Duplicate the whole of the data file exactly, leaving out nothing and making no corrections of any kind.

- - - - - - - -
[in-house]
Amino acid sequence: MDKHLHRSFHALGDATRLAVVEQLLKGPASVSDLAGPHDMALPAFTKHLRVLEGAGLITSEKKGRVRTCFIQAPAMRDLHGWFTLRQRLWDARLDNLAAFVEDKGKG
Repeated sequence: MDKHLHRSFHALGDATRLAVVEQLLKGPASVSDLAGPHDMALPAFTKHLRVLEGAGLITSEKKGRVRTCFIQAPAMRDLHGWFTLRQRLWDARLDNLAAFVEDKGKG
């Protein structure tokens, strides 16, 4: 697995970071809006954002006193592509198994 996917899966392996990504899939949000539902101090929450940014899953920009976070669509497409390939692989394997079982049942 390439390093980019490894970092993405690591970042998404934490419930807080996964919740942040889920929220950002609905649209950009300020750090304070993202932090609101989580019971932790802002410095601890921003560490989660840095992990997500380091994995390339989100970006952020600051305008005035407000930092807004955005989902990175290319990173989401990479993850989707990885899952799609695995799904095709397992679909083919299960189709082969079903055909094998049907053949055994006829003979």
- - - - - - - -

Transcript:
[in-house]
Amino acid sequence: MDKHLHRSFHALGDATRLAVVEQLLKGPASVSDLAGPHDMALPAFTKHLRVLEGAGLITSEKKGRVRTCFIQAPAMRDLHGWFTLRQRLWDARLDNLAAFVEDKGKG
Repeated sequence: MDKHLHRSFHALGDATRLAVVEQLLKGPASVSDLAGPHDMALPAFTKHLRVLEGAGLITSEKKGRVRTCFIQAPAMRDLHGWFTLRQRLWDARLDNLAAFVEDKGKG
């Protein structure tokens, strides 16, 4: 697995970071809006954002006193592509198994 996917899966392996990504899939949000539902101090929450940014899953920009976070669509497409390939692989394997079982049942 390439390093980019490894970092993405690591970042998404934490419930807080996964919740942040889920929220950002609905649209950009300020750090304070993202932090609101989580019971932790802002410095601890921003560490989660840095992990997500380091994995390339989100970006952020600051305008005035407000930092807004955005989902990175290319990173989401990479993850989707990885899952799609695995799904095709397992679909083919299960189709082969079903055909094998049907053949055994006829003979």